W3C home > Mailing lists > Public > whatwg@whatwg.org > August 2011

[whatwg] Fixing undo on the Web - UndoManager and Transaction

From: Annie Sullivan <sullivan@chromium.org>
Date: Tue, 9 Aug 2011 18:29:00 -0400
Message-ID: <CAJB_qsn5TZyTQr_T5GkHPEYBsUpkg-ca89WvFa65Z44M+mVLBA@mail.gmail.com>
On Tue, Aug 9, 2011 at 6:25 PM, Jonas Sicking <jonas at sicking.cc> wrote:

> On Tue, Aug 9, 2011 at 2:59 PM, Annie Sullivan <sullivan at google.com>
> wrote:
> >
> >
> > On Tue, Aug 9, 2011 at 4:59 PM, Jonas Sicking <jonas at sicking.cc> wrote:
> >>
> >> On Tue, Aug 9, 2011 at 12:03 PM, Ryosuke Niwa <rniwa at webkit.org> wrote:
> >>
> >> > On Tue, Aug 9, 2011 at 1:17 AM, Jonas Sicking <jonas at sicking.cc>
> wrote:
> >> >
> >> >> On Tue, Aug 9, 2011 at 12:42 AM, Ryosuke Niwa <rniwa at webkit.org>
> wrote:
> >> >> > On Tue, Aug 9, 2011 at 12:31 AM, Jonas Sicking <jonas at sicking.cc>
> >> >> wrote:
> >> >>  >> Likewise I still haven't heard of any examples where the
> >> >> apply function
> >> >> >> isn't simply init+reapply. So it still seems better to me to have
> a
> >> >> >> init/apply/unapply split rather than a apply/reapply/unapply
> split.
> >> >> >
> >> >> > This is also pending for developer feedback.
> >> >>
> >> >
> >> > I've talked about this with Alex, and we both agreed that having
> >> > apply/reapply split is cleaner because in many cases you'd like to
> know
> >> > whether you're in redo or not.  i.e. more work is done in reapply than
> >> > in
> >> > apply.
> >> >
> >>
> >> Could you please provide examples. I feel like I'm fighting an elusive
> >> shadow.
> >>
> >> I.e. please provide an example where "apply" isn't just init+reapply.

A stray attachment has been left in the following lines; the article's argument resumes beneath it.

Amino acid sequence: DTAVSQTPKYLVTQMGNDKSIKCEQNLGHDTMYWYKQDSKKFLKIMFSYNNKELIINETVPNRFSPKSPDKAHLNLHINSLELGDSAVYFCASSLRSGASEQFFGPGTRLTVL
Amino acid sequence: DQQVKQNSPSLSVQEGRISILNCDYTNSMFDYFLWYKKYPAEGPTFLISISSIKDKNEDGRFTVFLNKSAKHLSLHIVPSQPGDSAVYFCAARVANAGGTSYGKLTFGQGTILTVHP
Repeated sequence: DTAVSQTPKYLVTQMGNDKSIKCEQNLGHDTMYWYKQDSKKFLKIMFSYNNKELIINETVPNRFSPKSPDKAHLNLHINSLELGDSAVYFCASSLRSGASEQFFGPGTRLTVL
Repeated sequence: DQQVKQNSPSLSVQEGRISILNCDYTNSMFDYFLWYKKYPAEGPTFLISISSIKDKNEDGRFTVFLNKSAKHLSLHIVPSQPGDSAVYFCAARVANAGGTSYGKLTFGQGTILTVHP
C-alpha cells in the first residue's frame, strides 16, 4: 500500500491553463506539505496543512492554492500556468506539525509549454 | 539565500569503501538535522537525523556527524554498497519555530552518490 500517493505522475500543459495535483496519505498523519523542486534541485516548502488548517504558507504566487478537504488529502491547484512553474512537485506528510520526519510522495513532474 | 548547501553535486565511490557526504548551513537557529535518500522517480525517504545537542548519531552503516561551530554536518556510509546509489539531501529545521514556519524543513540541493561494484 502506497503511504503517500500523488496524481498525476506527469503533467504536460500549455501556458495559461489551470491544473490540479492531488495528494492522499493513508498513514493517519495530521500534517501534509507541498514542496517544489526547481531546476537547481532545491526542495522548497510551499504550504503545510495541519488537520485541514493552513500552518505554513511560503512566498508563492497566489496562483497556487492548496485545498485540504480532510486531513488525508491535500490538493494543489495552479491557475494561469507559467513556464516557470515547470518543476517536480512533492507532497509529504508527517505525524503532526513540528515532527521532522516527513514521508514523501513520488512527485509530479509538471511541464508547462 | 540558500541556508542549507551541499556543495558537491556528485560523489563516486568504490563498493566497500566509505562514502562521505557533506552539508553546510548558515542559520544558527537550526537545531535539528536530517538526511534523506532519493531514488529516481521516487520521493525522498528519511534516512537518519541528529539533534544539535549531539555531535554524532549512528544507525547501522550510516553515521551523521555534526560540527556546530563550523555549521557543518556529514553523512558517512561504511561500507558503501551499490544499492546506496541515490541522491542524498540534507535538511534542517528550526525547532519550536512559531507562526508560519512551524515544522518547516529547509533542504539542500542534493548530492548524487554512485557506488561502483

> >> "There
> >> are many cases" isn't a particularly compelling argument unless you can
> >> show
> >> these cases :-)
> >>
> >> And ideally also some estimate how common that case will be compared to
> >> "apply" simply being init+reapply. This is important since if that is
> very
> >> rare, people can always implement it themselves using init+reapply
> >> semantics
> >> by having a flag on the object which indicates if you're in the first
> call
> >> or not.
> >
> >
> > As an author, I would really love to have as much information as possible
> > about what the user was trying to do. I might want to keep my own
> > bookkeeping about what is going on in the document, in some other format
> > besides HTML.
> > For example, if I were writing a collaborative editing app, and I decided
> > that any user could unapply/reapply any change, I might end up with a
> > sequence like this:
> > Susan made change X
> > Bob unapplied change X
> > Susan reapplied change X
> > Bob unapplied change X
> > Susan reapplied change X
> > ...
> > It would be great to show that in the document history view of my app
> very
> > clearly. I think knowing that a change was unapplied/reapplied instead of
> > just showing text diffs between revisions would be great.
>
> I'm not quite sure I understand what API you are arguing for and how
> that API would help you.
>
> If you're wanting to show that a change was unapplied/reapplied,
> wouldn't you also want to show who did the unapply/reapply? In that
> case you'd have to do your own book keeping anyway, no?


Yes, if you're keeping additional metadata, you have to do your own
bookkeeping, but it's much easier to get the info about whether the change
was applied or reapplied if the API is set up so that you have an
apply/reapply instead of init/apply.

>
Received on Tuesday, 9 August 2011 15:29:00 UTC

This archive was generated by hypermail 2.4.0 : Wednesday, 22 January 2020 16:59:35 UTC